PROMOTING PUBLIC ENGAGEMENT AS A means of inspiring public confidence in the teaching profession is at the very core of the work of the College. Andy Hargreaves and Dennis Shirley of Boston College's Lynch School of Education clearly articulate the notion, and I couldn't agree more.
In a report commissioned by the Canadian Teachers Federation, the esteemed education researchers and commentators say that "especially in systems that are already high performing, it is at least as important to build public commitment and engagement as it is to develop a sense of public confidence in education."
Schools and school systems communicate constantly so that parents and other partners have a solid understanding on which to construct their support for public education. And we take our inspiration from them.
We will meet face to face to hear concerns and solicit ideas.
I informed College Council in March that I've made it a strategic priority among College staff to continue to inspire public confidence in the teaching profession through enhanced communication with the public. Not just once. Not for a specific event. But in everything we do. This priority is in complete alignment with our legislated objects and reinforces the College's commitment to transparency and accountability.
We want to know what parents and the public know about what we do in the context of self-regulation and within the sphere of public education.
We want to know what the public believes about the teaching profession as a whole — where it's going and where it needs to go. Beyond informing our own work to regulate the teaching profession in the public interest, the answers we gather will provide the sector with information it can also use to build public commitment and engagement.
Only a public that is truly engaged can be truly supportive of the organization and understand its challenges.
We'll extend questions to our members too, as we routinely do. But these will go beyond the annual survey of members that we undertake on behalf of this magazine and the frequent consultations about developing Additional Qualification course guidelines or the accreditation of faculty programs.
The College has an opportunity to engage parents and College members alike in gauging their reaction to and support for a report and recommendations about our discipline process and practices. As Professionally Speaking goes to press, we are expecting receipt of the former Ontario Chief Justice Patrick LeSage's review. We commissioned the independent examination last summer in our continuing efforts to reflect and improve in every facet of our operation. This fall, we will share the results of that review and evidence of what we're doing to respond.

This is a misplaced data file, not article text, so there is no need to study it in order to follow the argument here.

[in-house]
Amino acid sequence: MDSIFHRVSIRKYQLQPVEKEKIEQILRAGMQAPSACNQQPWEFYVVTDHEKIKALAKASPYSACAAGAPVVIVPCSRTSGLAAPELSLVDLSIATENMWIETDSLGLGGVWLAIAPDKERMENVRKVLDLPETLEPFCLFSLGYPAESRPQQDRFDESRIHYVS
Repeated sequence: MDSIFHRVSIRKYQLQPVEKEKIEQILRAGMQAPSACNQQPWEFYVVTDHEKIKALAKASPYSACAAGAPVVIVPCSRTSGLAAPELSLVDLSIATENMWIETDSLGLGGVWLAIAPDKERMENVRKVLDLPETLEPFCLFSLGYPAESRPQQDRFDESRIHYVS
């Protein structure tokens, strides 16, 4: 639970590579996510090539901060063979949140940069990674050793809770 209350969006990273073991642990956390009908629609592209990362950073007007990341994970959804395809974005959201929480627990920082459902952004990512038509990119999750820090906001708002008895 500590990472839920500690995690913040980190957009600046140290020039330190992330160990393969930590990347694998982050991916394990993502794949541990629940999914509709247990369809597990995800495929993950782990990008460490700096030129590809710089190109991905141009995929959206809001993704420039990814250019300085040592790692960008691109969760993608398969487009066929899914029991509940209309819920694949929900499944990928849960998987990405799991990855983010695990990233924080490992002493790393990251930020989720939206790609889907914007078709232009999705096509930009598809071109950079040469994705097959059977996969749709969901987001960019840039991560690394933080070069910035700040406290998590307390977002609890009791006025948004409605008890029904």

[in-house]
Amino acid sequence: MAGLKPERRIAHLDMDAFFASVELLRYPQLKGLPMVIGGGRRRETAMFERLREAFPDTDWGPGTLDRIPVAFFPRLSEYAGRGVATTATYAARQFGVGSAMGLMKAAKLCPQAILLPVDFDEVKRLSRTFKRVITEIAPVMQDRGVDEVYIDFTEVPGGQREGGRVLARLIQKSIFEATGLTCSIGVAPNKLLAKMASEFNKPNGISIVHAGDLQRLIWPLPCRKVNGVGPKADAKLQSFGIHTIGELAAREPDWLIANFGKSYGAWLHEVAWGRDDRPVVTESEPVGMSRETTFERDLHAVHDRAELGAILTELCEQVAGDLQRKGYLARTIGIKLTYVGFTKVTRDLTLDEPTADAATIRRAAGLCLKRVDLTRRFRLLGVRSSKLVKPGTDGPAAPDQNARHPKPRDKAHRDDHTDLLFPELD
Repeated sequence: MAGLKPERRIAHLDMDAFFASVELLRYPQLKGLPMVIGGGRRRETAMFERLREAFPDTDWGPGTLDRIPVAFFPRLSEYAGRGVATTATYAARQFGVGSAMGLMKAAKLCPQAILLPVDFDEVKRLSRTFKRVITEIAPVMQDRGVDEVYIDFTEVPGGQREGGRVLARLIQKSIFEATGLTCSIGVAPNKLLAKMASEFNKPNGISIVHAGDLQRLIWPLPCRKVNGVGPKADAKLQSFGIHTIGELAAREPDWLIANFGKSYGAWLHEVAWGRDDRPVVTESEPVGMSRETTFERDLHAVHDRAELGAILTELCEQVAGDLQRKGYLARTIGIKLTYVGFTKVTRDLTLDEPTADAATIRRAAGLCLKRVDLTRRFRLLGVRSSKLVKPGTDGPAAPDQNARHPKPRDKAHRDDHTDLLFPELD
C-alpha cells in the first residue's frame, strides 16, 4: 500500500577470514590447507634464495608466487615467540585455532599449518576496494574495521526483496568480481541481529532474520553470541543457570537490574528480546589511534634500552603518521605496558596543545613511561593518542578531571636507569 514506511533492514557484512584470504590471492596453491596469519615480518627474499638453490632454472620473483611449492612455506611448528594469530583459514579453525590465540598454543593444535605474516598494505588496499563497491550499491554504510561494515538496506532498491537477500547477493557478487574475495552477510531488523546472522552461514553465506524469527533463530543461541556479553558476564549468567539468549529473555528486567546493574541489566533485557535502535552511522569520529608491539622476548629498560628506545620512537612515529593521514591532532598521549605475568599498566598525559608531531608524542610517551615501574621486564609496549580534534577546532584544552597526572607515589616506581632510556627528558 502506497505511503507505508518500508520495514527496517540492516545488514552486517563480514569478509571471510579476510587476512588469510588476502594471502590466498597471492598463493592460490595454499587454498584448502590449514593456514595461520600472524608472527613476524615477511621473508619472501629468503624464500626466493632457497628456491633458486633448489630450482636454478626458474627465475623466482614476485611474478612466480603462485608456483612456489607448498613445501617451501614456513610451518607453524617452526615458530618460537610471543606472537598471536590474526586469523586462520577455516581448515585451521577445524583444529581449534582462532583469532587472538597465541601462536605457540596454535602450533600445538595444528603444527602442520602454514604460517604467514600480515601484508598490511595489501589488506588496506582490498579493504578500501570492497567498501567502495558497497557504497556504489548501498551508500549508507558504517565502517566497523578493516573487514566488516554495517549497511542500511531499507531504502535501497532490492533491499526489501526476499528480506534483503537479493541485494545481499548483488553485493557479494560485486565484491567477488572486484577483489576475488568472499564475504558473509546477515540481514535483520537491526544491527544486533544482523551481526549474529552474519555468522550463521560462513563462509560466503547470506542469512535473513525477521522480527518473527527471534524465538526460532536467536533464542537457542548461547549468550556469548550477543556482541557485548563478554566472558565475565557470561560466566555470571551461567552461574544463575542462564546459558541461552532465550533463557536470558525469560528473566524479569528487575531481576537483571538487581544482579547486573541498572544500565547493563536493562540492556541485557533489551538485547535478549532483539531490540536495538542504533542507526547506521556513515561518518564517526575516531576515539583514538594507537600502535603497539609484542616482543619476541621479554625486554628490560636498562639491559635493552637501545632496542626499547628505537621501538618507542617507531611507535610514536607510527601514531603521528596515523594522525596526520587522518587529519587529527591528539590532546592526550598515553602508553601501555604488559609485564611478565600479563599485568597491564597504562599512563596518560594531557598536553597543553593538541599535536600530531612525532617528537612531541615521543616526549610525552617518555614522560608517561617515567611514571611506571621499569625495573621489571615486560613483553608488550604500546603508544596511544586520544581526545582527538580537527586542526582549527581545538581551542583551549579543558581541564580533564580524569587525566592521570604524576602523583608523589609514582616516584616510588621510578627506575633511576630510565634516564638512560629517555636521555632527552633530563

We've already posted Discipline Committee decisions on our website to inform parents, employers and the public, who previously would have had to visit our library or ask for information.
We are also embarking on a schedule of providing regular counsel to members in the form of professional advisories and making that information public.
As well, we are committed to doing a better job of helping people understand our work to accredit teacher education programs and courses. Years of surveys have clearly demonstrated that our members have reflected on their own preparation and can offer many insights.
Whenever and wherever we can, we will meet face to face, and we will use any electronic or other means available to hear concerns and solicit ideas. At present, we are revamping our website to make it more intuitive for users and easier to navigate and understand.
Early this fall, we will take the College on the road, setting up booths at the university fair and Toronto's Word on the Street festival. And in November, we will invite the public, other regulators and education stakeholders to our Inspiring Public Confidence conference.
Enhancing awareness is a prerequisite to achieving trust, understanding, support and commitment. You can expect to be hearing a lot more from and about us. And, as always, we look forward to hearing from you.